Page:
What Is a Nasal Lavage?

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  • Written By: Allison Boelcke
  • Edited By: Bronwyn Harris
  • Last Modified Date: 14 January 2020
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A nasal lavage, also commonly referred to as nasal irrigation, is a remedy for treating congestion in the nasal passages or sinuses caused by allergies, colds, or other conditions. Congestion occurs when the nasal passages or the sinuses become inflamed and unable to drain fluid properly. The remedy consists of inserting a saline solution into the nasal passages to help clear out excessive mucus, bacteria, or any other irritants, to help relieve congestion. It can be performed at home, either with the use of a store-bought kit or homemade solution.

Bacterial infections can occur in the nasal passages or sinuses if precautions aren’t taken prior to performing a nasal lavage. If store-bought nasal saline isn’t being used, a mixture of water and salt may be used. It is recommended to use filtered water or boiled tap water before making the solution to sanitize it. If a device is being used to insert the solution into the nose, it should also be thoroughly rinsed in sanitized water to destroy any bacteria, particularly if the device is being reused.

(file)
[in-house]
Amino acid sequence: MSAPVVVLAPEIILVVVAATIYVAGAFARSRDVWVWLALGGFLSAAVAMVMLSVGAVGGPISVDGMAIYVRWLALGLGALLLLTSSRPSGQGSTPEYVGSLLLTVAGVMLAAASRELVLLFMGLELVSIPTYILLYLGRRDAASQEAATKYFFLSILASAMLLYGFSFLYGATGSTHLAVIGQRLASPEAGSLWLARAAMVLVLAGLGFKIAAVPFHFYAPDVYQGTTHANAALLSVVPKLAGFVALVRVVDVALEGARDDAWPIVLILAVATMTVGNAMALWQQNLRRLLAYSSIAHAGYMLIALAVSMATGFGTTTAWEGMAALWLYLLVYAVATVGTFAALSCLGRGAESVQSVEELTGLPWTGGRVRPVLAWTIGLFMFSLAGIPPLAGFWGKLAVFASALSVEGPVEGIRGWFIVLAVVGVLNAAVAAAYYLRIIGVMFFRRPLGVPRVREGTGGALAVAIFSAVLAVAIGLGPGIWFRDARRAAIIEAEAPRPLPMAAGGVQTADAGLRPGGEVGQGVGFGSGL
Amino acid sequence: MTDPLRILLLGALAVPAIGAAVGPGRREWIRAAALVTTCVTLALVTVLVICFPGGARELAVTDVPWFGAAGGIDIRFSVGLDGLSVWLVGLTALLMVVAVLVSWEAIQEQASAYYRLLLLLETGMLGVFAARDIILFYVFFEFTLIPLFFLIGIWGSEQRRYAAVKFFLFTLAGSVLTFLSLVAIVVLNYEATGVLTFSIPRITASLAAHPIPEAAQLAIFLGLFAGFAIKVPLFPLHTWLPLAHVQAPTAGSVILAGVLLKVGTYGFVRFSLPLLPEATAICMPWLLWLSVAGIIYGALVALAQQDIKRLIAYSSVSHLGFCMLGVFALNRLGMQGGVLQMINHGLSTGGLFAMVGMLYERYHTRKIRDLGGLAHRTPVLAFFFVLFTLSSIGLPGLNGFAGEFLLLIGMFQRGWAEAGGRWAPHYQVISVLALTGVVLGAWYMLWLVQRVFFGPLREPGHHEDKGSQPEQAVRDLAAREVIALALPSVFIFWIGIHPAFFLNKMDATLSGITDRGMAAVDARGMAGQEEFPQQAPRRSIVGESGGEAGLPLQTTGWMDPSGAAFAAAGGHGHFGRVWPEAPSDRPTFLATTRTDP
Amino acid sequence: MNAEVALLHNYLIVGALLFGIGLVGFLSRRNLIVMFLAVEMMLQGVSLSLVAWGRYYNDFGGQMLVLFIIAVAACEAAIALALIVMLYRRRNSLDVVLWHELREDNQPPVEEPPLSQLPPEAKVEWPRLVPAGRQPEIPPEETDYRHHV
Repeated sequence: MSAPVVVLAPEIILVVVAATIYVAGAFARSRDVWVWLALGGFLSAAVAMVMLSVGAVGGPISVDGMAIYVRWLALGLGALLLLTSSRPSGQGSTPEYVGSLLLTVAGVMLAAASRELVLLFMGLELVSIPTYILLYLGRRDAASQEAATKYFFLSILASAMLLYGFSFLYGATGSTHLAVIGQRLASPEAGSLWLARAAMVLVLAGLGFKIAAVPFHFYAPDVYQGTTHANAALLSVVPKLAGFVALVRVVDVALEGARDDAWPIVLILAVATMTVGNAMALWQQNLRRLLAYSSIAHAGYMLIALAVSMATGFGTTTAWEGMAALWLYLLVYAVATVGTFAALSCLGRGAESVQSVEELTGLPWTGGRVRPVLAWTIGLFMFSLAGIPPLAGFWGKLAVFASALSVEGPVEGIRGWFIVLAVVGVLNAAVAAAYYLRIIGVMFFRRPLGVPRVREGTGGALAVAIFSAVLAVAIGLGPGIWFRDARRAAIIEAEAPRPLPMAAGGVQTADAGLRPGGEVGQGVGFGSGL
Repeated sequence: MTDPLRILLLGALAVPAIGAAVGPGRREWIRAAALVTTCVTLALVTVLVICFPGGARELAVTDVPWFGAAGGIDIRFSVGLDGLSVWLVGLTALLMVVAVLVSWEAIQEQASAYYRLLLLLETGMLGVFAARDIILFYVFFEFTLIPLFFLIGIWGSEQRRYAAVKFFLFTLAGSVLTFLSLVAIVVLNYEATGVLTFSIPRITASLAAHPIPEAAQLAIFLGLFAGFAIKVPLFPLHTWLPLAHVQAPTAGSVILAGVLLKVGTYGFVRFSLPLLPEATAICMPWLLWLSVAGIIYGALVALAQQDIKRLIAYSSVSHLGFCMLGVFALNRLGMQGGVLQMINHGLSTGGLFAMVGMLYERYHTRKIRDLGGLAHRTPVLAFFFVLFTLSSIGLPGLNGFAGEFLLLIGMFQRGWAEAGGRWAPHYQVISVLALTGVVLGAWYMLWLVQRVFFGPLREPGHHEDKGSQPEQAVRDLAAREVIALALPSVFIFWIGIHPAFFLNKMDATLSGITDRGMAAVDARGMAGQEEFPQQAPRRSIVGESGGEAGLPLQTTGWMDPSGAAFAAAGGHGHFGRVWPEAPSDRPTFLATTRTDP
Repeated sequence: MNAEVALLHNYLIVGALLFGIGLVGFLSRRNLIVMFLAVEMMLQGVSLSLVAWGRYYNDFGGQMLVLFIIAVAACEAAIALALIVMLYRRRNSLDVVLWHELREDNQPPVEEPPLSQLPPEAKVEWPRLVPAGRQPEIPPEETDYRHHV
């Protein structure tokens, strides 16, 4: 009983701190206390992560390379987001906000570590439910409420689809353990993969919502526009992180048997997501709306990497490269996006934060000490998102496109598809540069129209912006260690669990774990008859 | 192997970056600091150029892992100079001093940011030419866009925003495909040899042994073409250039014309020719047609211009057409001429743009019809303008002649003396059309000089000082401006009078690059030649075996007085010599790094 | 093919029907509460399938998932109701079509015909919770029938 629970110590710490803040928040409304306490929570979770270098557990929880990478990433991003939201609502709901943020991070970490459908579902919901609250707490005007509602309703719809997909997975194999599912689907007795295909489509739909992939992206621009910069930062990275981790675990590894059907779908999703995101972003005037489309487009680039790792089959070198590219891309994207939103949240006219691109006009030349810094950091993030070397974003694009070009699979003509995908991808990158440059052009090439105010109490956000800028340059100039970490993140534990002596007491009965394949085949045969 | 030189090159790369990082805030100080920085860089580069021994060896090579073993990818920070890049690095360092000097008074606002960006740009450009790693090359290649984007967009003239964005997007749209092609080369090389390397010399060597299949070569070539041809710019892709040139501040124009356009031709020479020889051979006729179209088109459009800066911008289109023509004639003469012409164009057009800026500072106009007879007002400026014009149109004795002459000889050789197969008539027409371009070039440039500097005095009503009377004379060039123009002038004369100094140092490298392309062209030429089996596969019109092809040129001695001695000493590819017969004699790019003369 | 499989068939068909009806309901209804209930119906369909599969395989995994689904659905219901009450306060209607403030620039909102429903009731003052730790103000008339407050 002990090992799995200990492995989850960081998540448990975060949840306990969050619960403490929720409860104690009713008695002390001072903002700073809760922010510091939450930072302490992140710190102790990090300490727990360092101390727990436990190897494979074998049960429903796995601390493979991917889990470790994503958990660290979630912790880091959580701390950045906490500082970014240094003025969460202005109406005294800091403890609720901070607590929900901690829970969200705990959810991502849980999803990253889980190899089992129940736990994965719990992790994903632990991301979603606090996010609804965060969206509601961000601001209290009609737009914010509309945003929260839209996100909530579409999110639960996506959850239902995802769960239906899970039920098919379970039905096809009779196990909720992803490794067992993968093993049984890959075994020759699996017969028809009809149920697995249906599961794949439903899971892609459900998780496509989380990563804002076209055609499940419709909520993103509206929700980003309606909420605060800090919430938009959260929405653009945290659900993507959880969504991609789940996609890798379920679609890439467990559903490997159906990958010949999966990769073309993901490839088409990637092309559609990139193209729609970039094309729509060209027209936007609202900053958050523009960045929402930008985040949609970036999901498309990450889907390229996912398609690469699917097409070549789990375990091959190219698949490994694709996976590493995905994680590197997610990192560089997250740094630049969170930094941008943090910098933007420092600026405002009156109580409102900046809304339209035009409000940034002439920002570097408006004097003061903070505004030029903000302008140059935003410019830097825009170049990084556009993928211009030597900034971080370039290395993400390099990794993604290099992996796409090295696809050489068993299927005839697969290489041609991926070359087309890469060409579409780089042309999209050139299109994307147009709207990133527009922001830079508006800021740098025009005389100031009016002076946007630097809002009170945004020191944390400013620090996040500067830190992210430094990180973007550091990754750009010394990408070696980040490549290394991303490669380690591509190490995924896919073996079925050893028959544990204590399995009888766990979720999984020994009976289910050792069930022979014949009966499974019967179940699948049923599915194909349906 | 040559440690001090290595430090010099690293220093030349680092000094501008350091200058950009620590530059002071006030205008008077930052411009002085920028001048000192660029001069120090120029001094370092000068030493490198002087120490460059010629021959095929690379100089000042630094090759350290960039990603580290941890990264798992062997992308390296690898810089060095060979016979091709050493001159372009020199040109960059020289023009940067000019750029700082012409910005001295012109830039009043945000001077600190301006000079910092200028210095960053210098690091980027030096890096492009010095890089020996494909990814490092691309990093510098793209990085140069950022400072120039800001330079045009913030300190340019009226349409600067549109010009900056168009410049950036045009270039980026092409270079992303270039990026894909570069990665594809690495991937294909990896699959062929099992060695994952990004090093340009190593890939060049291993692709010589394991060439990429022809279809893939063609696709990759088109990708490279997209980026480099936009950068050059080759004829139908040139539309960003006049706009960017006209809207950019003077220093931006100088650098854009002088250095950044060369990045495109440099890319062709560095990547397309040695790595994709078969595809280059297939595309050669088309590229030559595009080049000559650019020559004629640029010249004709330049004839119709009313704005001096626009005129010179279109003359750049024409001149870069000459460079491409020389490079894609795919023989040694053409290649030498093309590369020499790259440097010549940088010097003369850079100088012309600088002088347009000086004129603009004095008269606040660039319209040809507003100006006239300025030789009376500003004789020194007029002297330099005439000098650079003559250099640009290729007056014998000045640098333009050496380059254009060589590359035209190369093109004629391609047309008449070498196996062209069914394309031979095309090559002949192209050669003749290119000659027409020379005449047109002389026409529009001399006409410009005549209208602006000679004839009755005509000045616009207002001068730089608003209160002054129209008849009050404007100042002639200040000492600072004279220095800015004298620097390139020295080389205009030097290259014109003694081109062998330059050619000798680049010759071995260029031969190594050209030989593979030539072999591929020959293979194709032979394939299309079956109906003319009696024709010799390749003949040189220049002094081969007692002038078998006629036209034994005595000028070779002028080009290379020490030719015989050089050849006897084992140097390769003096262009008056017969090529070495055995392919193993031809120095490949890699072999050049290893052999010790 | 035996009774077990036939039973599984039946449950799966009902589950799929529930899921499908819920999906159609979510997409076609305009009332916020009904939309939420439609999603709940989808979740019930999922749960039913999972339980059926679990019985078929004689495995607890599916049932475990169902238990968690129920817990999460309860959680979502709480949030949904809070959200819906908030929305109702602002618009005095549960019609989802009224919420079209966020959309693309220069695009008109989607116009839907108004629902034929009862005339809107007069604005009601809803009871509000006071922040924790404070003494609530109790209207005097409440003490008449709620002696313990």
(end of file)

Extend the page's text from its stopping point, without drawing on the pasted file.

The nasal lavage solution can be inserted into the nasal passage via a special syringe with the bulb at the end, or with a device known as a neti pot. A neti pot is typically ceramic and looks similar to a teapot with a long, thin spout. The lavage process may even be performed without the use of an insertion device, but it is not typically recommended for beginners.

For the nasal lavage solution to effectively cleanse the nasal passages and sinuses, the head needs to be tilted down so the solution flows up into the nose, and then drains back down out of the nose. If the correct head angle is not used, the lavage solution may instead drain into the throat. While the solution is not generally considered dangerous if swallowed, it may not be as effective at loosening excess mucus if it doesn't drain straight back down. If an insertion device isn’t being used, a person can snort the solution directly from a wide container or his or her hands, but this method tends to be more challenging.

A nasal lavage may be performed as often as needed for congestion symptoms to subside. It has not been definitively proven how the remedy works, but it is widely thought that the salt in the solution helps soothe the inflammation of the nasal passages and sinuses and flushes out irritants. Doctors may recommend people who have chronic congestion perform nasal lavages daily as a preventive measure to lessen the occurrence and severity of illness.



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